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Go outside on a windy day. Help children become aware of things being moved around by the wind.
Read a book about ramps and help your child make connections to ramps found in your neighborhood.
Have children sort pictures of animals by their colors and talk about how some animals blend into their environment.
Explore the different types of homes animals live in. Then help your child plan and build a house for a favorite animal.
Have children watch the video PEEP and the Big Wide World “Chirp Builds a Nest.” Encourage children to browse through books from the Library Center to find out more about how animals build their homes.
Have your child explore water at bath time with plastic containers of different shapes and sizes.
Show the blueprint in Building a House by Byron Barton. Have children draw a blueprint for a building they would like to build.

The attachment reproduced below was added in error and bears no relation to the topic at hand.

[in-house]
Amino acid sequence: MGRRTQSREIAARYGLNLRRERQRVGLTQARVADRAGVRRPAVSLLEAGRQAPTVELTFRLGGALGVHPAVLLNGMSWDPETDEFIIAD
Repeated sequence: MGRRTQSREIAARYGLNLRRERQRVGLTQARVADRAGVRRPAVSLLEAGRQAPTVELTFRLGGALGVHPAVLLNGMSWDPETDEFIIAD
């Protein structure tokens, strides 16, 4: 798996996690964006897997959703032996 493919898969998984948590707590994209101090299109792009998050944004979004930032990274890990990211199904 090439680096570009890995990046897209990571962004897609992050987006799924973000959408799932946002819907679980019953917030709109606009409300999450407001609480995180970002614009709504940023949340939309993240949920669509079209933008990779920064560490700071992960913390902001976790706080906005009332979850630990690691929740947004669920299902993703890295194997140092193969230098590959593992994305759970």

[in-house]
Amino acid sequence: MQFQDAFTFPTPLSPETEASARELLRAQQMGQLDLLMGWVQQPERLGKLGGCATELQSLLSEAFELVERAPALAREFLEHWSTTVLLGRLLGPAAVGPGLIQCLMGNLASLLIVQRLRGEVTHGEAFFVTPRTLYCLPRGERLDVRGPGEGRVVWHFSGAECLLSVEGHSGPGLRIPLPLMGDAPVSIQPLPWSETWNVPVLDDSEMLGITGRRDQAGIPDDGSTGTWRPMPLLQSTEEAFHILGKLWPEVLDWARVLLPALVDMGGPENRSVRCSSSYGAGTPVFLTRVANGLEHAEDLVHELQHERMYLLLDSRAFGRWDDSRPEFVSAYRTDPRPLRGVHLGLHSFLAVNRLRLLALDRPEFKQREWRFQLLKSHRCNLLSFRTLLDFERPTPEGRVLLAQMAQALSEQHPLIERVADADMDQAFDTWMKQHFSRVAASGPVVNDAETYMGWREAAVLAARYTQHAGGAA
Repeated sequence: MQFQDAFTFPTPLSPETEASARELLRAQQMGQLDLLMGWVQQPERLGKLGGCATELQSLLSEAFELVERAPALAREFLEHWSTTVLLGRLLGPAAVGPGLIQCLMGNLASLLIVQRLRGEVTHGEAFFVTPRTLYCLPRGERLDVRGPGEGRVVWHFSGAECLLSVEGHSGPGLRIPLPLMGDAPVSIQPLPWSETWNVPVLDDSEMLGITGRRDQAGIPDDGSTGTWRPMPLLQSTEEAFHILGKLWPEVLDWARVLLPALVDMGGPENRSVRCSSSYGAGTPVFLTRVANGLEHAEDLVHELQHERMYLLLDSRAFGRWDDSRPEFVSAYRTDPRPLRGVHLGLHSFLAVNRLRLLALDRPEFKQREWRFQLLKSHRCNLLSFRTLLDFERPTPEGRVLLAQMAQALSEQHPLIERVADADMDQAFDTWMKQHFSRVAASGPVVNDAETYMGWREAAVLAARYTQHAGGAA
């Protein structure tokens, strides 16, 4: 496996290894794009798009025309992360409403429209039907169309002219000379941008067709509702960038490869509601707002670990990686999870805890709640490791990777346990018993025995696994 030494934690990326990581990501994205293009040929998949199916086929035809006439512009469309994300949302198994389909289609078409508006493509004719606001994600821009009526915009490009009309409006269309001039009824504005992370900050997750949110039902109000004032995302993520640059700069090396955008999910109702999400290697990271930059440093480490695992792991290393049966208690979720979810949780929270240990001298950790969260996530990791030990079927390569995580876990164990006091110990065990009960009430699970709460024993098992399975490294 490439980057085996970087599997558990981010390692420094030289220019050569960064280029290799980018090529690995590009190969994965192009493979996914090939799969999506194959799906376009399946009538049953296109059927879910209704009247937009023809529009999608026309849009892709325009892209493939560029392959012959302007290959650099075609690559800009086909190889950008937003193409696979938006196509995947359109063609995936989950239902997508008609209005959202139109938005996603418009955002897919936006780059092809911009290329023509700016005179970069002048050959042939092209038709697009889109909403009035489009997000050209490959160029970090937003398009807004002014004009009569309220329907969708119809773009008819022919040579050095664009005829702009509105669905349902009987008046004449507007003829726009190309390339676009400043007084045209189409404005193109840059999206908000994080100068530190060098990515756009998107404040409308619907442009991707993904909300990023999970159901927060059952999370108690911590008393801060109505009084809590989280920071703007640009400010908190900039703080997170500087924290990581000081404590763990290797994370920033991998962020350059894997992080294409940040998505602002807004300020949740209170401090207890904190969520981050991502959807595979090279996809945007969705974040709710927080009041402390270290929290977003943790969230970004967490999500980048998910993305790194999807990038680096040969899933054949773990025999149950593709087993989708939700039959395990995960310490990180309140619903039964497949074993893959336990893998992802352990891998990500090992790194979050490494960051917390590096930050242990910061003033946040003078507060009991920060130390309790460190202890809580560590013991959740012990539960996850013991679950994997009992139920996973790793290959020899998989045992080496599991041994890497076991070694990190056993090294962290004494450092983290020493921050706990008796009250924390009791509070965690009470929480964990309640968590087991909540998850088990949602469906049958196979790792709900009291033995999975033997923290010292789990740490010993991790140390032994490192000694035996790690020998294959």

Use blueprints to build the structure out of blocks. Encourage children to discuss how to make the parts of the house strong.
Visit a construction site and talk with your child about the tools and machines used by construction workers.
Explore how the texture and consistency of foods can change as you make a snack with children. Expand the exploration to include dry/wet sand or mud.
Have children make a collage of colored transparent materials and observe how light shines through the colors.
Help children break up colors using a simple form of chromatography to show what colors were combined to make another color.
Have children build connecting-cube trains to send down ramps, and use nonstandard measuring tools to mark how far the trains travel.
Children choose items of different materials and determine which absorbs more water and which dries faster.
Show children how to divvy up or divide food as a character in their read-aloud.
Have children test objects to see if they will float or sink. Instruct children to place the objects in the “sink” or “float” half of a poster board based on what happened.
Test how different materials can make your child move down a slide faster, slower, or not at all.
Have children dictate or write to record observations as children’s plants grow.
Have children draw to record an observation they made outside.
Test children’s predictions and have them record which balls float and which ones sink.